Grim Night For Macron as His Party Loses Absolute Majority; Big Gains For Far-Left, Far-Right

( – French President Emmanuel Macron lost his absolute majority in the National Assembly in an election Sunday that delivered official opposition status to a new left-wing alliance and a dramatic boost to the far-right National Rally.

In an outcome that will significantly impact Macron’s ability to advance his reform agenda during his second and final term as president, preliminary results placed his centrist bloc, now called Ensemble (Together), on track to lose more than 100 seats in the 577-member legislature.

While it will remain the largest party, with around 244 seats, the lack of an absolute majority will compel Macron to seek support for his initiatives from the center-right Republicans and their allies – also a weakened force, down from 136 seats at the last election to around 74.

Meanwhile the president will be fending off opposition on the left flank from the newly-formed NUPES (New Ecological and Social Popular Union) coalition, and on the right from National Rally.

NUPES, which cobbles together Jean-Luc Mélenchon’s populist Rebellious France movement with the Greens, Socialists, and Communists, is set to take around 127 seats, making it the second largest bloc.


And in a surprise outcome, Marine le Pen’s National Rally surged to around 89 seats – up from just eight seats won in the 2017 election.

While the invigorated forces on both the far-left and far-right will make Macron’s life difficult, even within his Ensemble movement he faces potential difficulties as would-be successors seek to make their own mark ahead the next presidential election.

Among these is Édouard Philippe, a former prime minister (2017-2020) who is widely expected to run for president in 2027.

A former Republican, Philippe last October founded his own political vehicle, Horizons, which subsequently became part of the new Ensemble coalition.

Macron has played a high-profile leadership role in Europe – both before and during France’s E.U. presidency, a revolving post that moves to the Czech Republic on July 1.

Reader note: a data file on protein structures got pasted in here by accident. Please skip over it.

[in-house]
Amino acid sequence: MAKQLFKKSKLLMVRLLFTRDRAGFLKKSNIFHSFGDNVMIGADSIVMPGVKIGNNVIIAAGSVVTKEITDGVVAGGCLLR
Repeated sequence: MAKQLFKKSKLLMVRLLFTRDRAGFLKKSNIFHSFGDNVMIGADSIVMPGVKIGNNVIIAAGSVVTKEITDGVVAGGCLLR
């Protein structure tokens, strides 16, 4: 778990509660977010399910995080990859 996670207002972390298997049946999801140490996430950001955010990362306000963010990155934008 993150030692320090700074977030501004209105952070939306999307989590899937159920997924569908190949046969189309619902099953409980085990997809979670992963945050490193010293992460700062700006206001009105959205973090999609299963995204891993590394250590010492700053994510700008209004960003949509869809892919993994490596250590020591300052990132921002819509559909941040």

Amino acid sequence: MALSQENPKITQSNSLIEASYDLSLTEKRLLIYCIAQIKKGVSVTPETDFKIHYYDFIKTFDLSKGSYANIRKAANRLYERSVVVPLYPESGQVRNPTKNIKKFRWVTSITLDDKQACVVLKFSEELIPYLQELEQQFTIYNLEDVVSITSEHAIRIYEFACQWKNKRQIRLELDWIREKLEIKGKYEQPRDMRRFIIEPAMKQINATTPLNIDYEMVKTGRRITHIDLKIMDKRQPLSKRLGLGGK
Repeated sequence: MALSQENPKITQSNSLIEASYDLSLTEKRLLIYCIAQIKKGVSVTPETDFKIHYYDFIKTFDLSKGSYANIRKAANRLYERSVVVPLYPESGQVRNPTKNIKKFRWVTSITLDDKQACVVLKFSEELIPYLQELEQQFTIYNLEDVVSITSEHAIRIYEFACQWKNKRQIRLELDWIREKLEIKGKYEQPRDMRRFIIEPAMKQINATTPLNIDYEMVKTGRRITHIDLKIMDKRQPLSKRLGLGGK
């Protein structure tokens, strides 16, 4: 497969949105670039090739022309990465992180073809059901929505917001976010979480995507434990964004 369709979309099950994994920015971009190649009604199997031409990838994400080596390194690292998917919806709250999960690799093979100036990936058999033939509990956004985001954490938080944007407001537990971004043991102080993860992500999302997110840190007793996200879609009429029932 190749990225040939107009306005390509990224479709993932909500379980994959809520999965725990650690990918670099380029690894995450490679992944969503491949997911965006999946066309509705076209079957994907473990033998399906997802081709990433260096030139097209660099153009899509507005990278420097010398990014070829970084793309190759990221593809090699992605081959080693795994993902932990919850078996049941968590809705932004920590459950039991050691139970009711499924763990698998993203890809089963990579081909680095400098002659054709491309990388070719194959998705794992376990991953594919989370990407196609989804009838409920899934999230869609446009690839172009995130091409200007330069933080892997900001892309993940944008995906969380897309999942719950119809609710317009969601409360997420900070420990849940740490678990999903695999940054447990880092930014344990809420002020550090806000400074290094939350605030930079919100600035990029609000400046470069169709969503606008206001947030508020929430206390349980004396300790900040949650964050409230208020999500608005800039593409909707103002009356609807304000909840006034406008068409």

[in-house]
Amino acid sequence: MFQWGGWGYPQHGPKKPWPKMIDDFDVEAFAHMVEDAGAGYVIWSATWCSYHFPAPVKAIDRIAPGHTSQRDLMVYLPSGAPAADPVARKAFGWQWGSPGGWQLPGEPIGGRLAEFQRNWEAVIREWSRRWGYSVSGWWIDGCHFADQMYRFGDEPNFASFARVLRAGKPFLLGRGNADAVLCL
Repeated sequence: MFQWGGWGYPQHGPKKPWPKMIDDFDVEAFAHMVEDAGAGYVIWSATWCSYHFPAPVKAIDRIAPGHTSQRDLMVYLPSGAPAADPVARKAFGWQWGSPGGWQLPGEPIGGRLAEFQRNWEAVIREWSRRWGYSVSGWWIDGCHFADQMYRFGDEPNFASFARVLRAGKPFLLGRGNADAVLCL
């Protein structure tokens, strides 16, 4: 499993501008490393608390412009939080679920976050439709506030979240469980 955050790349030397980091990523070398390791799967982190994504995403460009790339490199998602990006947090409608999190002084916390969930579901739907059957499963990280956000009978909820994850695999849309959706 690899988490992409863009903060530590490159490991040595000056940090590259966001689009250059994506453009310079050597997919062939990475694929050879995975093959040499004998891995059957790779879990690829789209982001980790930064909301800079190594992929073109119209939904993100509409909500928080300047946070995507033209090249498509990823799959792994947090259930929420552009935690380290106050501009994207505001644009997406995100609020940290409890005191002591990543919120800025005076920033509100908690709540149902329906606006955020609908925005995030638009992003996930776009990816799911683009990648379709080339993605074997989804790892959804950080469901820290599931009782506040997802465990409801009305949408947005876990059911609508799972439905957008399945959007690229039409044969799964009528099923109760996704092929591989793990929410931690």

In an election season overshadowed by Russia’s invasion of Ukraine and the economic fallout from the conflict, some supporters griped that he was not focused enough on domestic issues. Macron spent several days of last week not on the campaign trail at home but visiting Moldova, Romania, and Ukraine.

Given Sunday’s legislative election results, his second term is likely to see a much more inwardly-focused president at the Elysee Palace, and one far less able to rule with a free hand than he has up to now.

First, though, he has several high-profile international engagements on the diary – an E.U. summit in Brussels on Thursday and Friday, a G7 summit in Germany on Saturday, and a NATO summit in Madrid early next week. President Biden will join him for the latter two.

Elisabeth Borne, Macron’s newly-appointed prime minister, said on Sunday the government would respect the voters’ choice and act accordingly.

“With the new National Assembly we have a certain responsibility, a unique responsibility as of tomorrow. We will strive to build a majority, one turned towards action. We have to rally people together to ensure stability in our nation and carry out the necessary reforms.”

She promised the government would take tangible steps “to bolster purchasing power,” work towards full employment, pursue ambitious environmental action, reform the health sector, and ensure “industrial, energy, and farming sovereignty.”

Among the uphill battles ahead: Macron’s controversial pension reform, entailing raising the national retirement age by three years to 65.

Le Pen, who lost the presidential election to Macron in April, returns to the National Assembly hugely strengthened, increasing its representation more than tenfold. It’s by far the best result for the party since its founding (as the National Front) in 1972.

Provisional turnout in Sunday’s vote was around 46.2 percent. In the first round a week earlier it was 47.5 percent.


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